Learning from Mallya

‘Vijay Mallya is being victimized and “targeted” even though he is only a “small-time” defaulter compared to the Ambanis! And instead of going after the big fish, the banks are going after “small fry” like Mallya, who has borrowed a measly Rs 7000 crore. Also, ‘going after Mallya “tantamounts to demeaning the institution of Rajya Sabha”, as he is a “respected member” of the Upper House!’

The above are samples from the sound bites of Uday Holla, Mallya’s counsel and Mallya himself.


In other words, the country ought to go after crooks, strictly in the order of their size of default, malfeasance, crime, fraud, or whatever.  In short, if you have murdered someone, you ought not to be touched because there is someone else who murdered 10 people, who is still at large. And what is more it is all right for a “respected member” of the Upper House (RMUH) to default on his or her borrowings that he stood personal guarantee for, from the public banks; it is all right for the RMUH to not pay salaries to their employees; it is all right for the RMUH to collect sundry taxes from the passengers but not deposit those taxes to the exchequer; it is all right to have laundered money; it is all right to lead a remorseless life cocking-a-snook at the world at large after leaving thousands of employees and stakeholders in the lurch; it is all right to buy Soccer or Formula I teams around the world, when you owe a tidy sum to the banks under your guarantee. But if someone holds you to account, they may be demeaning the institution of the UH! Some logic that!

Did it enter either Mallya’s or Holla’s psyche that it is only the former’s conduct that can elevate or demean the pre-eminence of the Upper House, and not  holding him answerable to the very laws that he is party to making in that very Upper House?

Supporters of Mallya also gripe that Mr Mallya has been a victim of media hype. Well, well, well! He loved the media hype when he was using the Kingfisher airlines as a surrogate advert for his liquor brand, living life king size. He didn’t mind displaying his flamboyant life-style painstakingly styled after Richard Branson (according to whom, the surest way of becoming a millionaire is to start as a billionaire and start an airline!), before the entire media – in fact hosting a lot of them aboard his yacht et al. How easily they forget that those who live in the media glare also meet their D-day in the same glare. Incidentally, he has company here in P. Chidambaram, who is whining that his son has been targeted because of him (the father). Well, if the father is the one who brought him (the son) the riches, why should anyone be surprised that it is the same father who may also be the reason why people are targeting the son? After all fame and media glare are both double-edged swords, right?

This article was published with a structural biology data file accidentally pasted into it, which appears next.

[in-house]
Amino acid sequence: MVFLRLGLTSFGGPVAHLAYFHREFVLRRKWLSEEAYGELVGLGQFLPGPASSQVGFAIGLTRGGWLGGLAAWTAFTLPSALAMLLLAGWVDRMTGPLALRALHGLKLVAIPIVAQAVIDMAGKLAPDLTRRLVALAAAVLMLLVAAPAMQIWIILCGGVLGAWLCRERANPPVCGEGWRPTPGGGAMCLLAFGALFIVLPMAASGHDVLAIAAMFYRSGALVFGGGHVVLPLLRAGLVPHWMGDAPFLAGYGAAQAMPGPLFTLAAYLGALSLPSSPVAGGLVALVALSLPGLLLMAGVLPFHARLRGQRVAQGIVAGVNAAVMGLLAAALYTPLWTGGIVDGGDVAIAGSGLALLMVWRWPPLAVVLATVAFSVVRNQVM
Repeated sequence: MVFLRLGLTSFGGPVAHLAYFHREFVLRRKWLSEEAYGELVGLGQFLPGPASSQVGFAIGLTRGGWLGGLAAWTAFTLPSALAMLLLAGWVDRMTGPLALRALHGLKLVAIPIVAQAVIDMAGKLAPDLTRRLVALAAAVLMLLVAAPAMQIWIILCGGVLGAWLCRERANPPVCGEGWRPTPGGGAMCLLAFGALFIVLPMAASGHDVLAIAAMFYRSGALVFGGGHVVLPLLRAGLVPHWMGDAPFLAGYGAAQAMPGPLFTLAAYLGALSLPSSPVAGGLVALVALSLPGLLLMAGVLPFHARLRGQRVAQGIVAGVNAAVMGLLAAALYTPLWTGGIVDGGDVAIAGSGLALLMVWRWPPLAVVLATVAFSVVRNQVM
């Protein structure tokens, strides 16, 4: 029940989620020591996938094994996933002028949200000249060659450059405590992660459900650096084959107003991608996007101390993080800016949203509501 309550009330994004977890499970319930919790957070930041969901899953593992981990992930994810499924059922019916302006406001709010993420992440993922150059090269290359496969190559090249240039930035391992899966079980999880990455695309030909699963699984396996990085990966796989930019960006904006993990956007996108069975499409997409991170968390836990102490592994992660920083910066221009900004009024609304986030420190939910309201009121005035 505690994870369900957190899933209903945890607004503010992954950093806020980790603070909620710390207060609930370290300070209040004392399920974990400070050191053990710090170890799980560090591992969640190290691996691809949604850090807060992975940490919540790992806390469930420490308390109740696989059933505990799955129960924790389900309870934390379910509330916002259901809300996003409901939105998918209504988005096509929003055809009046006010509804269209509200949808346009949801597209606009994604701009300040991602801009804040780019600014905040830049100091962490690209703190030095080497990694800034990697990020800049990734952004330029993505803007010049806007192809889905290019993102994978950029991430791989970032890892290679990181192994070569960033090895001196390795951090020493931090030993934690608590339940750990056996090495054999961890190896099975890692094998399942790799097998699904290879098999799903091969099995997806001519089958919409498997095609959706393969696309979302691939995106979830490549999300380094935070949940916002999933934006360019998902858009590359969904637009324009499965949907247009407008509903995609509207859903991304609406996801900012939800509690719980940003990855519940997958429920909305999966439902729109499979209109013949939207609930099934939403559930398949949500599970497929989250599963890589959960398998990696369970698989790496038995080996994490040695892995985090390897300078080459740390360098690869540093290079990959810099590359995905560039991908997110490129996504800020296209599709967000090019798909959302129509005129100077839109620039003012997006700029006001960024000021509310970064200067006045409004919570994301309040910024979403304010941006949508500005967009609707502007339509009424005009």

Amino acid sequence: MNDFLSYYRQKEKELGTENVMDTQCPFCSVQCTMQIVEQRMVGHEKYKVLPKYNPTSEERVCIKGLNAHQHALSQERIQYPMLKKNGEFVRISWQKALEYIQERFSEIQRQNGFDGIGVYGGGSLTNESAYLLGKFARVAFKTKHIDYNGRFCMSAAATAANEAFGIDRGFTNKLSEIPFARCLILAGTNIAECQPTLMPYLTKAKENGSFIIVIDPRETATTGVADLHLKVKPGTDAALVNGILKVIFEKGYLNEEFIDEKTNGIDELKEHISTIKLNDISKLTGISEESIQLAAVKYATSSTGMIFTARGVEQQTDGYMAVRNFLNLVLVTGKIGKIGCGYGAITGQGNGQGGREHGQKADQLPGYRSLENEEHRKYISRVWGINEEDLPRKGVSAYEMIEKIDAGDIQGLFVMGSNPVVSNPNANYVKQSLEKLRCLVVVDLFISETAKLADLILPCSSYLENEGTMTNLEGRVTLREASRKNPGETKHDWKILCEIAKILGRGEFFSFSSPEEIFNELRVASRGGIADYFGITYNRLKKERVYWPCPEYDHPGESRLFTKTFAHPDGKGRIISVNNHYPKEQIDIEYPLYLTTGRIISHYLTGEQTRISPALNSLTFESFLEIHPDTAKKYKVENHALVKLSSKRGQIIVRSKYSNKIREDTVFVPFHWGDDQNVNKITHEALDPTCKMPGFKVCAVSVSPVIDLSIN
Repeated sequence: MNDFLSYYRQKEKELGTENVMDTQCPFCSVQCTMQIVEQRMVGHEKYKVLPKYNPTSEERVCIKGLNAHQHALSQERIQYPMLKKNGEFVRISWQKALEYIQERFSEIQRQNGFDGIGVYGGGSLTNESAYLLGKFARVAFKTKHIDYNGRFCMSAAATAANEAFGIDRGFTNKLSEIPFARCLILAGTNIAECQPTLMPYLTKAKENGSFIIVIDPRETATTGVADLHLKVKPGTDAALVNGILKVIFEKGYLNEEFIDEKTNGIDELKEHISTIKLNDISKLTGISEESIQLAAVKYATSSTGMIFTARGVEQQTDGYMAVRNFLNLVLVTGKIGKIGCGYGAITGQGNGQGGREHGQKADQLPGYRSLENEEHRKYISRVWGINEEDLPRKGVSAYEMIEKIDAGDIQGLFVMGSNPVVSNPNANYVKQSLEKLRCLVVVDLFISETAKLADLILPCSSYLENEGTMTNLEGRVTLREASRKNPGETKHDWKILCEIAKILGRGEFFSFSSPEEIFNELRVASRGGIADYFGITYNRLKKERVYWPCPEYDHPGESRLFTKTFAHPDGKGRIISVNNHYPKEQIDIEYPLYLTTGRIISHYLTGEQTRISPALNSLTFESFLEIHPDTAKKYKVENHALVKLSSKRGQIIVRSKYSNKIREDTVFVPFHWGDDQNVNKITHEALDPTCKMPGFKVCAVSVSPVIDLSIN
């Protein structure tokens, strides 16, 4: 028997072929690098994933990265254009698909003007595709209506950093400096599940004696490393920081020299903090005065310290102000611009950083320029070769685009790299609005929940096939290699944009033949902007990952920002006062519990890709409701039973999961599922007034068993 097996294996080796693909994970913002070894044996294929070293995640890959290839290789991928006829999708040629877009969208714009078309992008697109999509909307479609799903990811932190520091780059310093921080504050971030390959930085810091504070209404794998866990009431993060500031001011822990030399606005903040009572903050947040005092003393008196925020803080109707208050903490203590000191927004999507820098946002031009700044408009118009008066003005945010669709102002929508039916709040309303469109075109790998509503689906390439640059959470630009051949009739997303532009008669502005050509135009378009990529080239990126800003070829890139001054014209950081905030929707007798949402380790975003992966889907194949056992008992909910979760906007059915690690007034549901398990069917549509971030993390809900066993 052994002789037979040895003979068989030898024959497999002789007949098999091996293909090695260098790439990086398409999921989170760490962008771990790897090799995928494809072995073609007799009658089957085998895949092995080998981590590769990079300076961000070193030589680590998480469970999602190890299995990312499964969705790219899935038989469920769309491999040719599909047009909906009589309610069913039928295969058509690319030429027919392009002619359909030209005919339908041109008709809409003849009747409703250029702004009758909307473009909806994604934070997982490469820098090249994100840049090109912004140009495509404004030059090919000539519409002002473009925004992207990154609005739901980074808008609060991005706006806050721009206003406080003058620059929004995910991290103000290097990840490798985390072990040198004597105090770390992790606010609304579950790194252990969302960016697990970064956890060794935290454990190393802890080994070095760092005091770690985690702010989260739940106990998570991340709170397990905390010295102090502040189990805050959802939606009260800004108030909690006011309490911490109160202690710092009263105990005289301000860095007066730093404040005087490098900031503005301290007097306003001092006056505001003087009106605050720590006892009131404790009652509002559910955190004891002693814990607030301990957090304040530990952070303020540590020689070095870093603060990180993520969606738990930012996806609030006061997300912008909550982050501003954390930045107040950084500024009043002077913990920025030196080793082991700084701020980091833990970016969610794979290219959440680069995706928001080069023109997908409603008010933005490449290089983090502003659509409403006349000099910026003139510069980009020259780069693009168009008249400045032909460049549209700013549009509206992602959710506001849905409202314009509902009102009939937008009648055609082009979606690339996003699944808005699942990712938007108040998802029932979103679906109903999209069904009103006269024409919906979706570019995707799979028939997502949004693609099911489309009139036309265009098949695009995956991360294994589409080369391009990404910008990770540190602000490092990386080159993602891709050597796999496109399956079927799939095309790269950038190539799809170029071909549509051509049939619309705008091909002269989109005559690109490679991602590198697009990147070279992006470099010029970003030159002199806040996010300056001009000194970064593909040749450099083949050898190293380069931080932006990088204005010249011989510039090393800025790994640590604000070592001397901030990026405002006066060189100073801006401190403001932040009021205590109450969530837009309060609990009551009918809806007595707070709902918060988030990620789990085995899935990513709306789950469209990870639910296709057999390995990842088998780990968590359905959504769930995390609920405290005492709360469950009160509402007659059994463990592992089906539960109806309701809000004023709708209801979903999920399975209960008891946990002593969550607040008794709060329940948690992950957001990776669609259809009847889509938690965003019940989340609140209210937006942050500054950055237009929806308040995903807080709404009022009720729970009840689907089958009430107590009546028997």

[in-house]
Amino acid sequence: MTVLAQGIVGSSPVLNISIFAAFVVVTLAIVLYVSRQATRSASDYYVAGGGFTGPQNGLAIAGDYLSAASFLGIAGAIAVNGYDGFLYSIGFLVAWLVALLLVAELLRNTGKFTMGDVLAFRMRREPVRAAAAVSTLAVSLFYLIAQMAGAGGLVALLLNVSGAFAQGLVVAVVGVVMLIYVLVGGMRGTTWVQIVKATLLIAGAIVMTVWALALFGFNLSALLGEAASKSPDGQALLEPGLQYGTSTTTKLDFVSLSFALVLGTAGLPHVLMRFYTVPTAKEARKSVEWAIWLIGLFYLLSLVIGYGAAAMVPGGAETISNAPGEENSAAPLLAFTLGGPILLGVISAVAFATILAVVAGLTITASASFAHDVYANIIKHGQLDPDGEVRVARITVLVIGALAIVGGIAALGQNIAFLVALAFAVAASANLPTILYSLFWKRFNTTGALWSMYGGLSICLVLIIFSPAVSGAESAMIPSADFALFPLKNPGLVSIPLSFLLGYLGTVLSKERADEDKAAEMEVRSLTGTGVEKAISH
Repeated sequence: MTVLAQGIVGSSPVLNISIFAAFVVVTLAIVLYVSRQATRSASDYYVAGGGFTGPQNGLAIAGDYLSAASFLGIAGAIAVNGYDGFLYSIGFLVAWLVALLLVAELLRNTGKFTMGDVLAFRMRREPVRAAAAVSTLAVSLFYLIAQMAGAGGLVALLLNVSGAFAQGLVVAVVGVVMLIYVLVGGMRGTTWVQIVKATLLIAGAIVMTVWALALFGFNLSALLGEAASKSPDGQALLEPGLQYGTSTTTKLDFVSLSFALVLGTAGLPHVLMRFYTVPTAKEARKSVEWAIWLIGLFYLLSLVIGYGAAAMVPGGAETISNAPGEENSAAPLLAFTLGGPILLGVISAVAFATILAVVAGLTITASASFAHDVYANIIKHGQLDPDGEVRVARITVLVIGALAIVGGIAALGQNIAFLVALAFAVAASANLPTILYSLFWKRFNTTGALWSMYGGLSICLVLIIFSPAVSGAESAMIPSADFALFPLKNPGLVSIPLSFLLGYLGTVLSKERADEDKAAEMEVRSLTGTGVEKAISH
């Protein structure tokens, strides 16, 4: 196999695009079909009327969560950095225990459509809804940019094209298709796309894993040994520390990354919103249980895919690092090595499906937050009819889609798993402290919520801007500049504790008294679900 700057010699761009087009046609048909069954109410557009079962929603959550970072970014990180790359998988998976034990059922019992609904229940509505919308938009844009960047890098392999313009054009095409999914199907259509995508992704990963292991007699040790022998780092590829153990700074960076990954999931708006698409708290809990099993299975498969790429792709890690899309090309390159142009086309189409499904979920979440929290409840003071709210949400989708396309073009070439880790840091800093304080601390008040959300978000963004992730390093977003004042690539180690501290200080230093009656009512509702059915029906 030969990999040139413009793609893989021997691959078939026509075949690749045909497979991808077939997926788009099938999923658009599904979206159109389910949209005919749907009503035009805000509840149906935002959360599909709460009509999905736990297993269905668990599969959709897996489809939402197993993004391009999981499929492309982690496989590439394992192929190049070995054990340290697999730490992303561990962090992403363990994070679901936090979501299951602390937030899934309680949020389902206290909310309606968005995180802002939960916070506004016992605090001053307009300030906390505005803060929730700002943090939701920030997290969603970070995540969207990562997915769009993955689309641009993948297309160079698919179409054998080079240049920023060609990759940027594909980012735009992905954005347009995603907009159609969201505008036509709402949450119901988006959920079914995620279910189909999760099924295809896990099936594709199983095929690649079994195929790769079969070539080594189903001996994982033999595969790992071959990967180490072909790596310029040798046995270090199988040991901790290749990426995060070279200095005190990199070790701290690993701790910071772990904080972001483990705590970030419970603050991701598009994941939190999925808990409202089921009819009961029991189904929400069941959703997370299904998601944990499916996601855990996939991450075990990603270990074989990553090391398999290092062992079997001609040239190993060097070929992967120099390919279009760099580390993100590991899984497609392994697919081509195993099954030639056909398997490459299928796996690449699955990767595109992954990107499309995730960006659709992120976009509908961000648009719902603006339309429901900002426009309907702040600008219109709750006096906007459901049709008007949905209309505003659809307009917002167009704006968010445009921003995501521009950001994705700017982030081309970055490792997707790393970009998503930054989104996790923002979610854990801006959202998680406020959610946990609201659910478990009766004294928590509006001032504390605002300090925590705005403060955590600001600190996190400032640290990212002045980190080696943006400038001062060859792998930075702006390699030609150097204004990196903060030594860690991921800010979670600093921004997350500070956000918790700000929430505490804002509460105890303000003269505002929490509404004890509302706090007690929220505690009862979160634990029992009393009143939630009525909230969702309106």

That said, Mallya may yet have a point, and there are indeed much larger fish as well larger issues that the country needs to worry about, given that the defaulters list is indeed big and long. How effective are the credit decisions of banks? How are corporates allowed to borrow several times their net worth? Why do banks look the other way when large amounts of borrowed funds are diverted for extraneous purposes? Are bank boards too pally with corporates? Under the circumstances, was it wise to allow corporate sector to enter banking? Should bank chairmen and CEOs be rubbing shoulders with borrowers, or should they assume the stance of the higher judiciary – where socializing must take a back seat in the call of duty?

While the primary responsibility of bad loans must undoubtedly devolve on the banks themselves, one wonders, exactly what role is played by the RBI audit over banks if the auditors are unable to catch early signals, which allow enormous debt equity ratios to build up among a variety of corporate houses.

Even as the Bankruptcy Bill hangs in a limbo, perhaps the time has come for the RBI to mandate bankers or their representatives on the Boards of large borrowers, especially once the borrowers start showing signs of stress in servicing their loan. The nominated members may not be directly from the lending banks, but should be able to represent the interests of lenders at large. Such nomination would also check the principal-agency conflict, inherent in large borrowings, which often involve very low equity proportion of the promoters in the business. The low equity stake gives rise to riskier decisions, since if the gamble pays off, the profits belong to the shareholders (promoters) and if the gamble fails, the can is carried by the banks. Appointing lenders’ representatives on the boards of large-scale borrowers would certainly help in ensuring better discipline among the borrowers and ensure proper and productive use of borrowed funds.

And last but not the least, the Supreme Court should ponder whether it is in the country’s interest for the routine legal machinery interfere and pass cross-orders in the work of Debt Recovery Tribunals, especially when the country does not yet have an integrated bankruptcy law?

If these measures are not put in place sooner rather than later, then Mallya may not be the only one to have caught a flight abroad. In any case, thanks to Vijay Mallya’s living life King size, these issues are at least coming to the fore. Thank you, Mr Mallya.

DISCLAIMER : Views expressed above are the author’s own.

This article first appeared in Times of India.

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